Trade promotions - how low can you go?

17 May 2011

How low can you go? I ask this question not about your moral standards or indeed about your limbo dancing ability, but about the depth of retailer trade promotions!

When you last did your regular shop, did you see "better than half price" deals, or have you seen them advertised on TV?  "Buy one get 2 free" deals have started to appear and on the biggest of brands too - I calculate that as a 67% discount!  When I see this, two things immediately spring to mind:

  1. If they can make money at this price, they weren't half making a killing before!
  2. When and where is it going to end?  They'll be paying us to take the stuff away soon.

Can it continue?

When I turn to the marketing press for answers or insight, I'm told this level of discounting is damaging brands (I believe this), is totally unsustainable (I believe this too) and that we should brace ourselves for more of the same! (Bizarrely I believe this one too).

In my simple world, I see the major retailers with market share that has been relatively flat for a while, with an offering that is increasingly homogenous and whose only source of competitive advantage is now price. They no longer compete to be different, they compete to be cheaper.  Mix this with an environment of shrinking consumer disposable incomes and the British love for a bargain, and it's not really surprising that promotion intensity in terms of frequency and depth is increasing.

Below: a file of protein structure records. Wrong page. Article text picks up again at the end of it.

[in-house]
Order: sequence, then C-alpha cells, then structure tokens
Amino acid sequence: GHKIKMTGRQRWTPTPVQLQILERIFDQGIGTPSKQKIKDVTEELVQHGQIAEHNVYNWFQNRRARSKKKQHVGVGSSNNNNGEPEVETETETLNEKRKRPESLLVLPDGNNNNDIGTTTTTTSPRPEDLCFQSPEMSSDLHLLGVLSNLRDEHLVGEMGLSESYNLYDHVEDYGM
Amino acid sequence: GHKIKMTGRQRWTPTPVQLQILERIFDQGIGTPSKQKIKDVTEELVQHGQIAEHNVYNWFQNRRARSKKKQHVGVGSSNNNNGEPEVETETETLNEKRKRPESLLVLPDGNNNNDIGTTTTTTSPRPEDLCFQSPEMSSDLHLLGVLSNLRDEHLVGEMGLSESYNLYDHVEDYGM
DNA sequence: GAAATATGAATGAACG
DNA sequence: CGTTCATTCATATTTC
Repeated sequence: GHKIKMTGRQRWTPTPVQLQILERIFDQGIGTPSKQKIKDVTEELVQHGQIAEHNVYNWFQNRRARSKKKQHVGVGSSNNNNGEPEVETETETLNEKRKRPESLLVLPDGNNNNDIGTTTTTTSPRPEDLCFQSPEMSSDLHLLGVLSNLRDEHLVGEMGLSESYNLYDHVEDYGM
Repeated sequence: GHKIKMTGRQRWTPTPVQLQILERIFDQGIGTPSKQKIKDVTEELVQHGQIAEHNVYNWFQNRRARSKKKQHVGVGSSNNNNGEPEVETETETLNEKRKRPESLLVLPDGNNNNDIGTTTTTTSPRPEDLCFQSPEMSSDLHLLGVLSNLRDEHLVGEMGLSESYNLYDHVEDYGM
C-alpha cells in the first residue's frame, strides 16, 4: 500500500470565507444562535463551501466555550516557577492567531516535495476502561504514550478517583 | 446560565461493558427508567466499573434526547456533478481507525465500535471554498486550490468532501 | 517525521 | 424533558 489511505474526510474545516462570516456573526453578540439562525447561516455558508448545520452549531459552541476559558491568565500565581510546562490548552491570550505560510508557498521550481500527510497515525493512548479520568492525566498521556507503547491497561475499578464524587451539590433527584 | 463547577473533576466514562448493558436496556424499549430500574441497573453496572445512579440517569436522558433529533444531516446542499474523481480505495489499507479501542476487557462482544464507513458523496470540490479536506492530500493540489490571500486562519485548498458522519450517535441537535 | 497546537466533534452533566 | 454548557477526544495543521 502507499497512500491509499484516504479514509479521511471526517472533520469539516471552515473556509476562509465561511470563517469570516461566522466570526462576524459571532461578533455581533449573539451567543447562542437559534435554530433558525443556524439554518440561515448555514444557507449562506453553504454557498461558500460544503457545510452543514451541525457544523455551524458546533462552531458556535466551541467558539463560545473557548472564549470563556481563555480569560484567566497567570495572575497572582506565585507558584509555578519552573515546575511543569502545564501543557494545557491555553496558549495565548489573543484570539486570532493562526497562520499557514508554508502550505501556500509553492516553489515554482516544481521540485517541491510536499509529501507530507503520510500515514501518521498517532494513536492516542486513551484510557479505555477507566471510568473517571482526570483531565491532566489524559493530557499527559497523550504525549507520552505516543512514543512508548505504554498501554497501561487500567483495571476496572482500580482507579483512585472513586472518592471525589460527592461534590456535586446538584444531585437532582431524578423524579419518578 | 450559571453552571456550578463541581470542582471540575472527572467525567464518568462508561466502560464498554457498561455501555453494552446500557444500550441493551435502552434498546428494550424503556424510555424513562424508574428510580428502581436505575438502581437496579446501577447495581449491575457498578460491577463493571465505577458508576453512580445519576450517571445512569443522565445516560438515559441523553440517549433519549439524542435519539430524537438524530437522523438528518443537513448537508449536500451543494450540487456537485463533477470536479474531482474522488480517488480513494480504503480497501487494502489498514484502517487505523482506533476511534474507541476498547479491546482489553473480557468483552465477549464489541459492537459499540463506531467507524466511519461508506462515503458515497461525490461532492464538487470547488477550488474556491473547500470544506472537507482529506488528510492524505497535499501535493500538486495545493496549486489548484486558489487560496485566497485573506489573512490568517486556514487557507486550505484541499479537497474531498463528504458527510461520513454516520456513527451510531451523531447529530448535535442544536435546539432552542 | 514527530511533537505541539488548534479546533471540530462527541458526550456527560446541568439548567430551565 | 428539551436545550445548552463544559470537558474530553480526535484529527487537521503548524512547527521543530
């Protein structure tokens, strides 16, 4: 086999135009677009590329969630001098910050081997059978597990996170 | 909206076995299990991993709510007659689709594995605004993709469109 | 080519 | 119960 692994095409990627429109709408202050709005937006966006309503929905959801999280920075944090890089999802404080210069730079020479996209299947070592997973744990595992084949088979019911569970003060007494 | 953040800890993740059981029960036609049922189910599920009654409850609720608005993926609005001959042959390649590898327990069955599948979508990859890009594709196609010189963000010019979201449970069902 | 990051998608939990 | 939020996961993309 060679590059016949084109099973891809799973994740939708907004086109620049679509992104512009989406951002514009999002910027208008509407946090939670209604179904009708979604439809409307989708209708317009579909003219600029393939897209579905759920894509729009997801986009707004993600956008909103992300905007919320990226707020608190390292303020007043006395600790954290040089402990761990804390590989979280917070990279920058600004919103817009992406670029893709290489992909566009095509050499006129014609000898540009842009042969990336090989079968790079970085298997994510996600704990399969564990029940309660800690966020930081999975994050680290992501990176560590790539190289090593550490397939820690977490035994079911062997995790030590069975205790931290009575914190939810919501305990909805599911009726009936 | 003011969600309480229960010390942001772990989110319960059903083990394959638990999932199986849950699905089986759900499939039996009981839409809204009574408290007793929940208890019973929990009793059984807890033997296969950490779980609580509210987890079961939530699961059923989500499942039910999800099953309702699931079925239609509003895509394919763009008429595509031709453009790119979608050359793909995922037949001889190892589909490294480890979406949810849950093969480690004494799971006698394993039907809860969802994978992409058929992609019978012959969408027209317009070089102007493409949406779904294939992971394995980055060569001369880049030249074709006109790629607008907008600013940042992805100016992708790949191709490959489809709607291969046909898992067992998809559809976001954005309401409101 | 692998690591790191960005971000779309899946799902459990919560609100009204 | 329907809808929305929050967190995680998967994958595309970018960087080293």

Who pays the price?

So what about the 'poor' consumer goods companies who are predominantly the ones footing the bill?  If it's bad for brands and unsustainable, why are they behaving this way?  Well, seems to me it's all about growth.  Are any brands planning to contract this year? I doubt it.  As consumers stop consuming, the pressure to promote to drive sales and grow market share rises inexorably. It must only be a matter of time before profits suffer, even with the most successful cost and efficiency drives.

Now that commodity prices are on the rise again, the issue of pricing and discounting must be the top challenge facing consumer goods companies. Does that make it the top challenge facing their CIO's and software vendors?

Things used to be simple

As I remember it, there was a time when the purpose of a promotion was to entice consumers to buy a product when it was cheap on deal, in the hope that once they tried it they'd be back every week to buy it at full price.

Success was a higher level of base sales after the promotional spike than the level before. The cost was a simple calculation based on base volumes and prices compared with the discounts and volume uplifts. Pretty straightforward stuff even for an ERP vendor!

What's the point?

These days, I'm not sure if promotions have any deeper purpose other than to drive short-term sales and volume market share. I recently read an evaluation of one promotion that read...

Conclusion: promotion did not meet its intended objectives. 
Future Recommendation: change the objectives.  

I got a sense of some frustration from this only half tongue in cheek statement.